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37 Responses

  1. Nonnie says:

    The truth teller article is very interesting. I especially liked the comments about the midwives and Rahab. Years ago I was in a small group Bible study and the leader asked what we thought of people like Corrie Ten Boom and her family hiding Jews and lying about them being there. I said I thought that it was fine and they were trying to help people and save them from being murdered. He threw a bunch of “law” at me about lying and how God was a God of truth and the Devil was the Father of lies, etc, etc. He made me feel so small, like what I was proposing was anti God. I left that study feeling condemned, but years later, I am still cheering Corrie Ten Boom and others like her.

  2. Jim says:

    So, in a nutshell, what does ISIS really want? Has anyone bothered to read the text of their “message to America”?

    Our invasion and occupation of Afghanistan and Iraq is EXACTLY what OBL wanted. Our continued intervention in the middle east is a birthday gift to isis, and an invasion would be christmas.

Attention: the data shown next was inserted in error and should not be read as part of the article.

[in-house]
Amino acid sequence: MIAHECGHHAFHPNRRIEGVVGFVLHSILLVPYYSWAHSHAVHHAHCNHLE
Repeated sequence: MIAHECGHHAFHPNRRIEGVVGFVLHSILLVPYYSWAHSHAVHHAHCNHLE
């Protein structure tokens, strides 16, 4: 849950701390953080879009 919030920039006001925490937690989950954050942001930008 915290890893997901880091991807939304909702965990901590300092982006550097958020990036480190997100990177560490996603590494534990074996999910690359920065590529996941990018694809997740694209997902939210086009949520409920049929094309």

Our message to the middle east should be, “we have meddled in your affairs for far too long, and will now remove our people, our influence, and our money. We wish you the best.”

    War is a racket. Oppose it.

  3. Jim says:

    MLD-yep. Born in ’58. We could use some ’60’s spirit right now.

  4. Babylon's Dread says:

    Sometimes Carl Trueman could adjust his underwear instead of write… it just sounds so high-minded and smug. Just stop… just stop…

  5. Babylon's Dread says:

    Pastor’s who think faith will become an online experience have only themselves to blame for having spectator religion. We have turned them into listeners and observers they. Their presence doesn’t matter because His doesn’t either.

  6. Babylon's Dread says:

    Let me finally point out…

    That in the previous two posts I followed one man’s smugness with my own.

    My hypocrisy has no bounds.

    Dreadly

  7. I found the concept of ‘online’ faith as idiocy – as if people experience their faith only at church. Doesn’t their faith experience travel with them?

    Pastors who think like that are egotistical idiots. You can experience your faith only if you are looking at me.

  8. Josh The Baptist says:

    “But just as celebrating July the Fourth makes sense for Americans but not for the English, the Chinese or the Lapps, so Ash Wednesday and Lent really make no sense to those who are Presbyterians, Baptists, or free church evangelicals.”